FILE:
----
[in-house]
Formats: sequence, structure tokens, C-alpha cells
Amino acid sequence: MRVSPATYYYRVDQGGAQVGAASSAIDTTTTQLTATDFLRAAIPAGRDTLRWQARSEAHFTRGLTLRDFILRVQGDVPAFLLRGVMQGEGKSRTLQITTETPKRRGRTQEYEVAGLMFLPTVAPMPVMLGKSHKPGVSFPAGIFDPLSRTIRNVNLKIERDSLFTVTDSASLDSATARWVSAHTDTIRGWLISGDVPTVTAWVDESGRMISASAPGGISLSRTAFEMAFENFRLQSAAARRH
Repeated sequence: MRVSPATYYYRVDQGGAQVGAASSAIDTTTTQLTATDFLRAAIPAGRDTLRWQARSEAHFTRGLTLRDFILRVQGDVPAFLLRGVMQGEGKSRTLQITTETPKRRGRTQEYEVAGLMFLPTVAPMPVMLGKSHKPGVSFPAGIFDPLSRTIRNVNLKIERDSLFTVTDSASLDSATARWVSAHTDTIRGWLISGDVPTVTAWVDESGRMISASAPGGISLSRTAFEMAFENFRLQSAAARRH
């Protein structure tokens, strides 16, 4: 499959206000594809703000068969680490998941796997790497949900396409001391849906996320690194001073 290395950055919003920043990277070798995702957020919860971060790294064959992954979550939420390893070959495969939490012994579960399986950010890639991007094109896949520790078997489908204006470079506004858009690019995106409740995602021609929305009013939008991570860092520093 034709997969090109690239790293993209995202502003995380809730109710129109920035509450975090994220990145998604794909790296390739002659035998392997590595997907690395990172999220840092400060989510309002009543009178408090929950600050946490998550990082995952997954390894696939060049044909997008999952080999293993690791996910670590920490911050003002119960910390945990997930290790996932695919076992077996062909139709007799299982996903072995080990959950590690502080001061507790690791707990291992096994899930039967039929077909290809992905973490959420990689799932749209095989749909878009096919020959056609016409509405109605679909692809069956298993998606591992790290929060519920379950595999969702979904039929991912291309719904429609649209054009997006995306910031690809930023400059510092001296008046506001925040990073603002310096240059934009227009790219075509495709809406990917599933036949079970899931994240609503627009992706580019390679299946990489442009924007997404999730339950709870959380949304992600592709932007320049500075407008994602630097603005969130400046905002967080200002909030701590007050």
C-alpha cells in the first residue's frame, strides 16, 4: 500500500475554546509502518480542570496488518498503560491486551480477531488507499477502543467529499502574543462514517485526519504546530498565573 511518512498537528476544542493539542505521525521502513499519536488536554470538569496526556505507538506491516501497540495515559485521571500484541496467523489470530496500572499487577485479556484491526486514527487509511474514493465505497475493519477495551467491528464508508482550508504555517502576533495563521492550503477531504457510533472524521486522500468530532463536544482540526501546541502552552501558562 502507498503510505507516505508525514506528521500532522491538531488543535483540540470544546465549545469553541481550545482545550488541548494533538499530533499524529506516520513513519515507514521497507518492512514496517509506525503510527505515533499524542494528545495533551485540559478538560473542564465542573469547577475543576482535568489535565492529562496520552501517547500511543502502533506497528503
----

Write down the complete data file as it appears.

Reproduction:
[in-house]
Formats: sequence, structure tokens, C-alpha cells
Amino acid sequence: MRVSPATYYYRVDQGGAQVGAASSAIDTTTTQLTATDFLRAAIPAGRDTLRWQARSEAHFTRGLTLRDFILRVQGDVPAFLLRGVMQGEGKSRTLQITTETPKRRGRTQEYEVAGLMFLPTVAPMPVMLGKSHKPGVSFPAGIFDPLSRTIRNVNLKIERDSLFTVTDSASLDSATARWVSAHTDTIRGWLISGDVPTVTAWVDESGRMISASAPGGISLSRTAFEMAFENFRLQSAAARRH
Repeated sequence: MRVSPATYYYRVDQGGAQVGAASSAIDTTTTQLTATDFLRAAIPAGRDTLRWQARSEAHFTRGLTLRDFILRVQGDVPAFLLRGVMQGEGKSRTLQITTETPKRRGRTQEYEVAGLMFLPTVAPMPVMLGKSHKPGVSFPAGIFDPLSRTIRNVNLKIERDSLFTVTDSASLDSATARWVSAHTDTIRGWLISGDVPTVTAWVDESGRMISASAPGGISLSRTAFEMAFENFRLQSAAARRH
């Protein structure tokens, strides 16, 4: 499959206000594809703000068969680490998941796997790497949900396409001391849906996320690194001073 290395950055919003920043990277070798995702957020919860971060790294064959992954979550939420390893070959495969939490012994579960399986950010890639991007094109896949520790078997489908204006470079506004858009690019995106409740995602021609929305009013939008991570860092520093 034709997969090109690239790293993209995202502003995380809730109710129109920035509450975090994220990145998604794909790296390739002659035998392997590595997907690395990172999220840092400060989510309002009543009178408090929950600050946490998550990082995952997954390894696939060049044909997008999952080999293993690791996910670590920490911050003002119960910390945990997930290790996932695919076992077996062909139709007799299982996903072995080990959950590690502080001061507790690791707990291992096994899930039967039929077909290809992905973490959420990689799932749209095989749909878009096919020959056609016409509405109605679909692809069956298993998606591992790290929060519920379950595999969702979904039929991912291309719904429609649209054009997006995306910031690809930023400059510092001296008046506001925040990073603002310096240059934009227009790219075509495709809406990917599933036949079970899931994240609503627009992706580019390679299946990489442009924007997404999730339950709870959380949304992600592709932007320049500075407008994602630097603005969130400046905002967080200002909030701590007050």
C-alpha cells in the first residue's frame, strides 16, 4: 500500500475554546509502518480542570496488518498503560491486551480477531488507499477502543467529499502574543462514517485526519504546530498565573 511518512498537528476544542493539542505521525521502513499519536488536554470538569496526556505507538506491516501497540495515559485521571500484541496467523489470530496500572499487577485479556484491526486514527487509511474514493465505497475493519477495551467491528464508508482550508504555517502576533495563521492550503477531504457510533472524521486522500468530532463536544482540526501546541502552552501558562 502507498503510505507516505508525514506528521500532522491538531488543535483540540470544546465549545469553541481550545482545550488541548494533538499530533499524529506516520513513519515507514521497507518492512514496517509506525503510527505515533499524542494528545495533551485540559478538560473542564465542573469547577475543576482535568489535565492529562496520552501517547500511543502502533506497528503